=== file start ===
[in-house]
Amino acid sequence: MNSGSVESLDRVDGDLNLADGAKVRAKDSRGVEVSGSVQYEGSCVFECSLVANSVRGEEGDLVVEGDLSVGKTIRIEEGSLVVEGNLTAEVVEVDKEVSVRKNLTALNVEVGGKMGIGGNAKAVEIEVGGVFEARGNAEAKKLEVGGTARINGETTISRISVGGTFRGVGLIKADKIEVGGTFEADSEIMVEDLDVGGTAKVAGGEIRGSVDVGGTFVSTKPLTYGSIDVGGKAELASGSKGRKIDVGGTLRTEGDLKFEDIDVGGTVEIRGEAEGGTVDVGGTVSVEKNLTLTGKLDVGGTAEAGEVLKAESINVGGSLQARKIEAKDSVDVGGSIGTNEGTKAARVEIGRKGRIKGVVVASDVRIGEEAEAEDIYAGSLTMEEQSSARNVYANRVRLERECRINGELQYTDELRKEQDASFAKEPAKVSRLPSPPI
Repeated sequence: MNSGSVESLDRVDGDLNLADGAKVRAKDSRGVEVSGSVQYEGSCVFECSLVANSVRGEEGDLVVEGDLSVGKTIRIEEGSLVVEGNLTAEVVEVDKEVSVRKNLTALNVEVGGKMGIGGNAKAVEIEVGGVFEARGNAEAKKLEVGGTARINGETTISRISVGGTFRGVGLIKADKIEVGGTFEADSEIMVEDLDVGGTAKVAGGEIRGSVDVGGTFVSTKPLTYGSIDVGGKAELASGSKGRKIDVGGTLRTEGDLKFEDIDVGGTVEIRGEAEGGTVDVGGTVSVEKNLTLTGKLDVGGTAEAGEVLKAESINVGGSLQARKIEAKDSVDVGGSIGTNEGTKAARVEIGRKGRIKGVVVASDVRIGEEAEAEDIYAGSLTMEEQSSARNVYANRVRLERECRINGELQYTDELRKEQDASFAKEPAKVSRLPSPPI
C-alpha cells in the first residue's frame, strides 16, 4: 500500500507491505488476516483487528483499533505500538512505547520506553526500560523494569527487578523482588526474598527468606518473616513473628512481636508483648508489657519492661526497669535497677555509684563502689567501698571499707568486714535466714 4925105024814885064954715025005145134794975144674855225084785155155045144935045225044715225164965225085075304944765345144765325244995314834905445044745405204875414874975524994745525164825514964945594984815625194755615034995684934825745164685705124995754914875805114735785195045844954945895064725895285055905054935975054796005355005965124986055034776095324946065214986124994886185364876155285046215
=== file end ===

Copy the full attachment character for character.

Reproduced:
[in-house]
Amino acid sequence: MNSGSVESLDRVDGDLNLADGAKVRAKDSRGVEVSGSVQYEGSCVFECSLVANSVRGEEGDLVVEGDLSVGKTIRIEEGSLVVEGNLTAEVVEVDKEVSVRKNLTALNVEVGGKMGIGGNAKAVEIEVGGVFEARGNAEAKKLEVGGTARINGETTISRISVGGTFRGVGLIKADKIEVGGTFEADSEIMVEDLDVGGTAKVAGGEIRGSVDVGGTFVSTKPLTYGSIDVGGKAELASGSKGRKIDVGGTLRTEGDLKFEDIDVGGTVEIRGEAEGGTVDVGGTVSVEKNLTLTGKLDVGGTAEAGEVLKAESINVGGSLQARKIEAKDSVDVGGSIGTNEGTKAARVEIGRKGRIKGVVVASDVRIGEEAEAEDIYAGSLTMEEQSSARNVYANRVRLERECRINGELQYTDELRKEQDASFAKEPAKVSRLPSPPI
Repeated sequence: MNSGSVESLDRVDGDLNLADGAKVRAKDSRGVEVSGSVQYEGSCVFECSLVANSVRGEEGDLVVEGDLSVGKTIRIEEGSLVVEGNLTAEVVEVDKEVSVRKNLTALNVEVGGKMGIGGNAKAVEIEVGGVFEARGNAEAKKLEVGGTARINGETTISRISVGGTFRGVGLIKADKIEVGGTFEADSEIMVEDLDVGGTAKVAGGEIRGSVDVGGTFVSTKPLTYGSIDVGGKAELASGSKGRKIDVGGTLRTEGDLKFEDIDVGGTVEIRGEAEGGTVDVGGTVSVEKNLTLTGKLDVGGTAEAGEVLKAESINVGGSLQARKIEAKDSVDVGGSIGTNEGTKAARVEIGRKGRIKGVVVASDVRIGEEAEAEDIYAGSLTMEEQSSARNVYANRVRLERECRINGELQYTDELRKEQDASFAKEPAKVSRLPSPPI
C-alpha cells in the first residue's frame, strides 16, 4: 500500500507491505488476516483487528483499533505500538512505547520506553526500560523494569527487578523482588526474598527468606518473616513473628512481636508483648508489657519492661526497669535497677555509684563502689567501698571499707568486714535466714 4925105024814885064954715025005145134794975144674855225084785155155045144935045225044715225164965225085075304944765345144765325244995314834905445044745405204875414874975524994745525164825514964945594984815625194755615034995684934825745164685705124995754914875805114735785195045844954945895064725895285055905054935975054796005355005965124986055034776095324946065214986124994886185364876155285046215